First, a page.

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100 YEARS AGO: ECCLES WOMAN'S RAZOR ATTACK

History With Flynn

They say a Mother's love for her son or daughter is unconditional, all lasting, a bond that will never be broken and she will do anything to protect them.

Perhaps Edith Rigby who was residing on Wellington Road, Eccles was being a tad over protective of her daughter, as this court case from November 1919 shows when she appeared at Manchester Assize Court charged with Unlawfully wounding, Thomas Livesey on October 17th, 1919.

The court heard that Thomas Livesey was employed at Lockett's Finishing Works, on Bazaar Street, Salford just behind Pendleton Church.

On the 17th October, Edith called at the works asking for Mr Livesey, she found him working in a room, in a stooped position, she went behind him and put her hand on his shoulder and drew a cut throat razor across his face.

Having doing this she walked calmly into Mr Lockett's office and told him, 

"I have marked him for life for my daughters honour".

She was quickly arrested and taken into custody by Detective Sergeant McNee.

Livesey was taken to hospital with a wound to his face from his chin to his left ear and a slight wound to his scalp.

At the police station Edith told the police that her daughter was pregnant by Livesey and this was the reason for the attack to defend her honour.

At the Assize Court she was defended by Mr St John Yates who advised her to plead guilty to the offence as charged.

He told the court that he could not disguise the seriousness of the offence in using a razor, then added that if she had wanted to commit Grievous Bodily Harm she could have easily done so, however she had,

"Merely drew the razor across his face and obviously without much force"

Getting on his moral high horse he told the court that,

"This woman's daughter was employed at the same works as the complainant, and in due course she met him, a married man who under the pretence of being single seduced the girl

"The mother upon learning of her daughter's condition and without thinking what she was doing picked up a razor, went to his works and committed this offence.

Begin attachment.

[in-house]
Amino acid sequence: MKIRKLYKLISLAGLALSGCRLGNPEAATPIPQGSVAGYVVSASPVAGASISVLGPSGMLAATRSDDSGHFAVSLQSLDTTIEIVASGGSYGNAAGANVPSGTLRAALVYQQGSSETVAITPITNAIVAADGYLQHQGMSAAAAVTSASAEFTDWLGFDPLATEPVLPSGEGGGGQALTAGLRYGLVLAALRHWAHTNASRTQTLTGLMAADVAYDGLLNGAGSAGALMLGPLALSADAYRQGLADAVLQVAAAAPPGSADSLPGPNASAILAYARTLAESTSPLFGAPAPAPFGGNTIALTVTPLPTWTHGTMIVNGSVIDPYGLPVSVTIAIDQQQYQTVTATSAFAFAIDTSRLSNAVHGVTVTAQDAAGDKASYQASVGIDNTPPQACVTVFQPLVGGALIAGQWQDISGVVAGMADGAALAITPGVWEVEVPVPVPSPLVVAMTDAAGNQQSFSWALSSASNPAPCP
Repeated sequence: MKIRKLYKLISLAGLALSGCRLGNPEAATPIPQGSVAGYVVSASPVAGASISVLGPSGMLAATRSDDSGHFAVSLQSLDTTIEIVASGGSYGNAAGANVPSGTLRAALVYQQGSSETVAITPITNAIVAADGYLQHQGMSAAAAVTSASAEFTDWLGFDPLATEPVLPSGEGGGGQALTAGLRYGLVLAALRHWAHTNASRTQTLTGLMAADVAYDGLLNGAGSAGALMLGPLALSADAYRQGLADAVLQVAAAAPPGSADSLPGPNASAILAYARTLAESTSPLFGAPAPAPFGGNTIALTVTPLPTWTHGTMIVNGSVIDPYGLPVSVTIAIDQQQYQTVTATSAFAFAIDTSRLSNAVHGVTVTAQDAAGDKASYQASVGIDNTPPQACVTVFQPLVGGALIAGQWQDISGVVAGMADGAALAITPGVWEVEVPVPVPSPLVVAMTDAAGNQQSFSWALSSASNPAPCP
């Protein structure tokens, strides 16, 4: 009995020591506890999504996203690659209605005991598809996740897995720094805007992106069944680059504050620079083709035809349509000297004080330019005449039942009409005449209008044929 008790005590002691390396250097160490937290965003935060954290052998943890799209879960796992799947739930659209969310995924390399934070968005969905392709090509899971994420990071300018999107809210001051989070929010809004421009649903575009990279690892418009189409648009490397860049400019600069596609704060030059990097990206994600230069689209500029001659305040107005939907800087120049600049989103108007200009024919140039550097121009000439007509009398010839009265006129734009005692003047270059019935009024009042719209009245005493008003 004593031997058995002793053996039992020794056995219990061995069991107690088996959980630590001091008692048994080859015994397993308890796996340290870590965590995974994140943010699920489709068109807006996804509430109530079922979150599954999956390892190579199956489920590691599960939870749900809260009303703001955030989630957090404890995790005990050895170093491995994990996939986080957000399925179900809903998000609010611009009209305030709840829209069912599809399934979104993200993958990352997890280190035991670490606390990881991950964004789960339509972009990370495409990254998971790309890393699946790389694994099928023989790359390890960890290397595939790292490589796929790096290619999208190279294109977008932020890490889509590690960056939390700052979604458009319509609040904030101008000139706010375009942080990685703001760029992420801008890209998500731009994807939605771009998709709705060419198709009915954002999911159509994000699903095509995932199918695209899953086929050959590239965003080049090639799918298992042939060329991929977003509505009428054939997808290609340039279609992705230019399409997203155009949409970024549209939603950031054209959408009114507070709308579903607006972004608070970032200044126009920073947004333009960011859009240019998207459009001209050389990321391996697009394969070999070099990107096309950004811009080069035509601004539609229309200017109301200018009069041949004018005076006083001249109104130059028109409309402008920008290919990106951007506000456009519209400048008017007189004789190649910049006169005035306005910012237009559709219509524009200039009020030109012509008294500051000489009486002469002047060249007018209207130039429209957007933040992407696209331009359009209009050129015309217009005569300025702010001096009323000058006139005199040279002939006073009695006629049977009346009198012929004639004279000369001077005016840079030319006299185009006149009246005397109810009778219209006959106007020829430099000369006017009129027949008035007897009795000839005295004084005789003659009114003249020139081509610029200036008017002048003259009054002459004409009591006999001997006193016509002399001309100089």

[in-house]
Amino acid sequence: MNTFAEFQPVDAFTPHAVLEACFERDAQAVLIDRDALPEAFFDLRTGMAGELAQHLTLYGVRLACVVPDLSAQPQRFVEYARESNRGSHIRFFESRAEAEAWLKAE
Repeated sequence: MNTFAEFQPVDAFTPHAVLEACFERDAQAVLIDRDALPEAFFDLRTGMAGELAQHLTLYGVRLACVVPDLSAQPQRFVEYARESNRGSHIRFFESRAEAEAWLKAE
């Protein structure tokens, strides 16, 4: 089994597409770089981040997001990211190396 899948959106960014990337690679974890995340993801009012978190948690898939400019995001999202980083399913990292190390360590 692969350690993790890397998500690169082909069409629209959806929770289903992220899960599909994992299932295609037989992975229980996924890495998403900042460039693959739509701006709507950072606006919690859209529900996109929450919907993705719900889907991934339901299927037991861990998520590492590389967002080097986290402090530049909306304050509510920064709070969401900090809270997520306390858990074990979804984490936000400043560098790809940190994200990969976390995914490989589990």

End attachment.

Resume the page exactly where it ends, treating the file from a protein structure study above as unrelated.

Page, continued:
"I understand she is very sorry now for what she has done and wishes me to express her sorrow for this act and whilst in prison has been under constant medical attention"

 Strangeways prison doctor, Allan Pearson told the court that she had been in his care since her arrest and at first she was nervous, agitated and not sleeping well, however her condition has improved and she is now eating well but full of remorse for he actions.

Sir H.A. McArdie in passing sentence said,

"You only meant to mark him , your phrase was to, "mark him for life" but one twist of the hand, a little moreforce and this man would have been dead and you would have been in the dock today charged with the offence of murder.

"I recognise the provocation you have suffered and the deep grief you felt when you learned what he had done to your daughter.

"You are a woman too, but if omitted to to punish you I should omit to indicate the law which I am here to see carried out to the full.

"The sentence of this court is that you must go to prison for four months"

That is what I call a result, she had made her way some three miles from Eccles to Pendleton to carry out this attack, never mind "without thinking what she was doing picked up a razor" and presumably got public transport there which gave her plenty of time to reconsider what she had planned out.

Also one slip and poor old Livesey was dead, it was lucky he didn't get his throat cut.

I suppose this story gives some indication of the moral outrage that must have been felt in those times, a married man getting a young, single girl pregnant, obviously not the thing to do, and on reflection not a thing to do in these more modern liberated times.




Tony Flynn



 

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This would be before Safety razors. An open cutthroat razor would be as sharp as a scalpel and therefore a formidable weapon.

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